Cynulliad Cenedlaethol Cymru | National Assembly for Wales

Y Pwyllgor Newid Hinsawdd, Amgylchedd a Materion Gwledig

Climate Change, Environment and Rural Affairs Committee

Ymchwiliad i Dlodi Tanwydd | Inquiry into Fuel Poverty

FP 25

Ymateb gan : Energy UK

Evidence from : Energy UK


1.         Introduction


1.1.    Energy UK is the trade association for the GB energy industry with a membership of over 100 suppliers, generators, and stakeholders with a business interest in the production and supply of electricity and gas for domestic and business consumers. Our membership encompasses the truly diverse nature of the UK’s energy industry – from established FTSE 100 companies right through to new, growing suppliers and generators, which now make up over half of our membership.


1.2.    Our members turn renewable energy sources as well as nuclear, gas and coal into electricity for over 27 million homes and every business in Britain. Over 730,000 people in every corner of the country rely on the sector for their jobs, with many of our members providing long-term employment as well as quality apprenticeships and training for those starting their careers. The energy industry invests £12bn annually, delivers £88bn in economic activity through its supply chain and interaction with other sectors, and pays £6bn in tax to HMT.


1.3.    These high-level principles underpin Energy UK’s evidence to the Climate Change Environment and Rural Affairs Committeeinquiry into fuel poverty in Wales. This is a high-level industry view; Energy UK’s members may hold different views on particular issues.


2.         Overview


2.1.    Fuel poverty is a multifaceted issue that is brought about through a combination of low income and energy inefficient properties. It is widely recognised that improving the energy efficiency of dwellings is the most effective way of alleviating fuel poverty and has co-benefits to occupants’ health, comfort, productivity and overall wellbeing.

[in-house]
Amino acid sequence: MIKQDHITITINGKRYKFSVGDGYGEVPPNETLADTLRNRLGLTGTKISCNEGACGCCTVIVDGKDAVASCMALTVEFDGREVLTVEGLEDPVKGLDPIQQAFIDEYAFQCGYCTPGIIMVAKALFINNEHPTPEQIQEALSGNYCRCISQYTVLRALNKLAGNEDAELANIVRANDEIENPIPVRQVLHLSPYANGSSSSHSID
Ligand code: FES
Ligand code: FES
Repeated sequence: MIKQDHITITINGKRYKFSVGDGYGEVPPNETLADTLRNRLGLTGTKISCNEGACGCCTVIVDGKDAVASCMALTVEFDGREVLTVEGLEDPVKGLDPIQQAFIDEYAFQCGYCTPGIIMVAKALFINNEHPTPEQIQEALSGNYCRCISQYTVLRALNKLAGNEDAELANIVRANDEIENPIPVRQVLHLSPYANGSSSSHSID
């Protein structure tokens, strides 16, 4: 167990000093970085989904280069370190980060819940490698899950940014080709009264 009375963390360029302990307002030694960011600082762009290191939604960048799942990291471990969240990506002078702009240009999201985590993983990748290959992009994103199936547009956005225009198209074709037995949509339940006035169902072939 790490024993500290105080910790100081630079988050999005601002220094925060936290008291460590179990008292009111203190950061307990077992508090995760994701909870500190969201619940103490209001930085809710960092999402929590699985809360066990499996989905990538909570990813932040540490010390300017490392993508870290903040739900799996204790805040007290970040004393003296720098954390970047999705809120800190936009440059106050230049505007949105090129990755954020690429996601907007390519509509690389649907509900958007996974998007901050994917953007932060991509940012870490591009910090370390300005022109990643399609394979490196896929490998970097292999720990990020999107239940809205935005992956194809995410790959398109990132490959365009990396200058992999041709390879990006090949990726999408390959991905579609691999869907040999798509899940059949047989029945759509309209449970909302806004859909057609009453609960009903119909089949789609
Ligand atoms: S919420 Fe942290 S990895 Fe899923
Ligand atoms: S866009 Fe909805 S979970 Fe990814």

2.2.    Since the publication of the 2010 fuel poverty strategy significant progress has been made in Wales in addressing fuel poverty. The percentage of households in fuel poverty has decreased from 26% in 2008, to 12% in 2018. Indications suggest that this is a result of increased household income and reduced household energy requirements due to energy efficiency improvements outweighing increases in fuel prices[1].


2.3.    However, 155,000 households in Wales remain in fuel poverty, including 32,000 in severe fuel poverty.[2] We, therefore, welcome the Welsh Assembly Government’s intention to produce a new fuel poverty strategy for Wales.


3.         Impact of current programmes


3.1.    Others are better placed to comment on the specific impact of the Warm Homes Programme and Welsh Housing Quality Standard.


3.2.    Energy suppliers have, however, taken a leading role in addressing fuel poverty through obligations such as the Energy Companies Obligation (ECO), the Warm Home Discount (WHD) and industry support for customers in vulnerable circumstances.


3.3.    The GB-wide ECO scheme has worked well in Wales, supporting over 100,000 households in making energy efficiency improvements up to the end of March 2019. Since the start of ECO in 2013, 5.2% of all ECO delivery has occurred in Welsh homes, slightly more than Wales’ share of the total population of the Great Britain (4.8%). During Q1 2019, the first full quarter of ECO3, we note that Wales’ share of the obligation increased to 7%.[3]


3.4.    Energy UK members also report that ECO has worked well alongside programmes like Nest and Arbed, allowing ECO and public funding to be combined to go further and deliver measures where cost would otherwise be a barrier. In 2018-19, Nest successfully leveraged £259,000 of ECO funding into Wales allowing Nest to ‘support more households and increase the total funding, fuel and carbon savings to households across Wales’.[4]


4.         A new fuel poverty strategy


4.1.    We note that the Better Homes, Better Wales, Better World report for Welsh Ministers has proposed an ambitious retrofit target of EPC A by 2050 for all housing stock, with social housing and homes in fuel poverty to be prioritised over the next 10 years. Energy UK supports many of the recommendations made in the Better Homes, Better Wales, Better World report and suggest the report would provide a strong foundation for the development of a robust and ambitious updated fuel poverty strategy for Wales.